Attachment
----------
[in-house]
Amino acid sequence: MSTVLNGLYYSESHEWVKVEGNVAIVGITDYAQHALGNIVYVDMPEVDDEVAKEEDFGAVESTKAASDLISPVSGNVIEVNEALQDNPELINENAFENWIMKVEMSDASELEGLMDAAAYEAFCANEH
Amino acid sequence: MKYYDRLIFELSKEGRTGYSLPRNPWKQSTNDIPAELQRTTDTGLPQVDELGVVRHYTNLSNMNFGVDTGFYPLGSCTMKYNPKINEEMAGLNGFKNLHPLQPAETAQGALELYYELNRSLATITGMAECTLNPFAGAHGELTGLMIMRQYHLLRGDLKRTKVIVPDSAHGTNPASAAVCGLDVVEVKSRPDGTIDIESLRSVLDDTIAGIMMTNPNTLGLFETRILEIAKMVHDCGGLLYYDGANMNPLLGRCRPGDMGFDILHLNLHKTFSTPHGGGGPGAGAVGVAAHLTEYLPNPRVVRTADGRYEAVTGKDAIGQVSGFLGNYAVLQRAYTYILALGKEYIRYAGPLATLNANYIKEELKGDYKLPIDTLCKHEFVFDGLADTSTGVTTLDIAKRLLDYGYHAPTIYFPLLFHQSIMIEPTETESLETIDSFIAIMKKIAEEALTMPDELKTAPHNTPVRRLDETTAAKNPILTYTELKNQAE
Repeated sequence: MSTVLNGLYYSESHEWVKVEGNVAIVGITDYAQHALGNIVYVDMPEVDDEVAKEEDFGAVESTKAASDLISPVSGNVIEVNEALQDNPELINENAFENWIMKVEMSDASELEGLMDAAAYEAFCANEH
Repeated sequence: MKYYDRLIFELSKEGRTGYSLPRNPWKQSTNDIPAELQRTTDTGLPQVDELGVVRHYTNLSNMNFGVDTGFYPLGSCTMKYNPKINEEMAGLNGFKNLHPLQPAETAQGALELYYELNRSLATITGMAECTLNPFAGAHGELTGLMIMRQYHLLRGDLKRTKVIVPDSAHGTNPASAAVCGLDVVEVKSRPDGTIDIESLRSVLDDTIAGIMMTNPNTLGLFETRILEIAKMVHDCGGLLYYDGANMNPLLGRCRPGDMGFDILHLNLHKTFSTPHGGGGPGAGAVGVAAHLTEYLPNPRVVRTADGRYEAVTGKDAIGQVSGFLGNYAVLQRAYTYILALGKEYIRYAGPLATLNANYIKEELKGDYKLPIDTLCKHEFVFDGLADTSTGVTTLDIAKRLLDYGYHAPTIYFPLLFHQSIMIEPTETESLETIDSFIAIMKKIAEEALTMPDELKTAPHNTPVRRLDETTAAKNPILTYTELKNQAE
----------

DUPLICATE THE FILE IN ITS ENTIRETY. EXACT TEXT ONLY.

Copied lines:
[in-house]
Amino acid sequence: MSTVLNGLYYSESHEWVKVEGNVAIVGITDYAQHALGNIVYVDMPEVDDEVAKEEDFGAVESTKAASDLISPVSGNVIEVNEALQDNPELINENAFENWIMKVEMSDASELEGLMDAAAYEAFCANEH
Amino acid sequence: MKYYDRLIFELSKEGRTGYSLPRNPWKQSTNDIPAELQRTTDTGLPQVDELGVVRHYTNLSNMNFGVDTGFYPLGSCTMKYNPKINEEMAGLNGFKNLHPLQPAETAQGALELYYELNRSLATITGMAECTLNPFAGAHGELTGLMIMRQYHLLRGDLKRTKVIVPDSAHGTNPASAAVCGLDVVEVKSRPDGTIDIESLRSVLDDTIAGIMMTNPNTLGLFETRILEIAKMVHDCGGLLYYDGANMNPLLGRCRPGDMGFDILHLNLHKTFSTPHGGGGPGAGAVGVAAHLTEYLPNPRVVRTADGRYEAVTGKDAIGQVSGFLGNYAVLQRAYTYILALGKEYIRYAGPLATLNANYIKEELKGDYKLPIDTLCKHEFVFDGLADTSTGVTTLDIAKRLLDYGYHAPTIYFPLLFHQSIMIEPTETESLETIDSFIAIMKKIAEEALTMPDELKTAPHNTPVRRLDETTAAKNPILTYTELKNQAE
Repeated sequence: MSTVLNGLYYSESHEWVKVEGNVAIVGITDYAQHALGNIVYVDMPEVDDEVAKEEDFGAVESTKAASDLISPVSGNVIEVNEALQDNPELINENAFENWIMKVEMSDASELEGLMDAAAYEAFCANEH
Repeated sequence: MKYYDRLIFELSKEGRTGYSLPRNPWKQSTNDIPAELQRTTDTGLPQVDELGVVRHYTNLSNMNFGVDTGFYPLGSCTMKYNPKINEEMAGLNGFKNLHPLQPAETAQGALELYYELNRSLATITGMAECTLNPFAGAHGELTGLMIMRQYHLLRGDLKRTKVIVPDSAHGTNPASAAVCGLDVVEVKSRPDGTIDIESLRSVLDDTIAGIMMTNPNTLGLFETRILEIAKMVHDCGGLLYYDGANMNPLLGRCRPGDMGFDILHLNLHKTFSTPHGGGGPGAGAVGVAAHLTEYLPNPRVVRTADGRYEAVTGKDAIGQVSGFLGNYAVLQRAYTYILALGKEYIRYAGPLATLNANYIKEELKGDYKLPIDTLCKHEFVFDGLADTSTGVTTLDIAKRLLDYGYHAPTIYFPLLFHQSIMIEPTETESLETIDSFIAIMKKIAEEALTMPDELKTAPHNTPVRRLDETTAAKNPILTYTELKNQAE